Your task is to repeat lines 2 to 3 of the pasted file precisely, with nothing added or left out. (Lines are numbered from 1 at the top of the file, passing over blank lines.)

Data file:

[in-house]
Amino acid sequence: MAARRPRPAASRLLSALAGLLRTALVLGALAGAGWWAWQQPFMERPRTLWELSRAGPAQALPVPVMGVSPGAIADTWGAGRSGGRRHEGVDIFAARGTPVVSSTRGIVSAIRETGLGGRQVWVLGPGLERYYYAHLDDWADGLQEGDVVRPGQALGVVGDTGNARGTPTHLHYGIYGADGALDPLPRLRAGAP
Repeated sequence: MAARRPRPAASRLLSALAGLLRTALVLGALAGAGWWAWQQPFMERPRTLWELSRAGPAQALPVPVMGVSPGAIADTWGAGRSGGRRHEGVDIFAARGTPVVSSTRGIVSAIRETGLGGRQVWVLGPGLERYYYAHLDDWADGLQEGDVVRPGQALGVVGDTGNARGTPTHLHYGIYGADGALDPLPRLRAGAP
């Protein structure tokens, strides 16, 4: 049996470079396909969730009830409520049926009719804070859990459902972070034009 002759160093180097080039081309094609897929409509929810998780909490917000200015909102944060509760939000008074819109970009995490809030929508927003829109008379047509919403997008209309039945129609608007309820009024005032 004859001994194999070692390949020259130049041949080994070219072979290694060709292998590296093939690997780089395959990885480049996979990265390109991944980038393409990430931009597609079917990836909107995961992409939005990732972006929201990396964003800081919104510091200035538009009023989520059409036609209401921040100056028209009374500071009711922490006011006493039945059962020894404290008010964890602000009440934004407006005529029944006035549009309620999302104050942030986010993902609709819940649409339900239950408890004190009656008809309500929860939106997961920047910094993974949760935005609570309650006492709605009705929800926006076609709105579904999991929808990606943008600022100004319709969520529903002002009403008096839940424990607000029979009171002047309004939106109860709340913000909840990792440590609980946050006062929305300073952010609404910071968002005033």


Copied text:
Amino acid sequence: MAARRPRPAASRLLSALAGLLRTALVLGALAGAGWWAWQQPFMERPRTLWELSRAGPAQALPVPVMGVSPGAIADTWGAGRSGGRRHEGVDIFAARGTPVVSSTRGIVSAIRETGLGGRQVWVLGPGLERYYYAHLDDWADGLQEGDVVRPGQALGVVGDTGNARGTPTHLHYGIYGADGALDPLPRLRAGAP
Repeated sequence: MAARRPRPAASRLLSALAGLLRTALVLGALAGAGWWAWQQPFMERPRTLWELSRAGPAQALPVPVMGVSPGAIADTWGAGRSGGRRHEGVDIFAARGTPVVSSTRGIVSAIRETGLGGRQVWVLGPGLERYYYAHLDDWADGLQEGDVVRPGQALGVVGDTGNARGTPTHLHYGIYGADGALDPLPRLRAGAP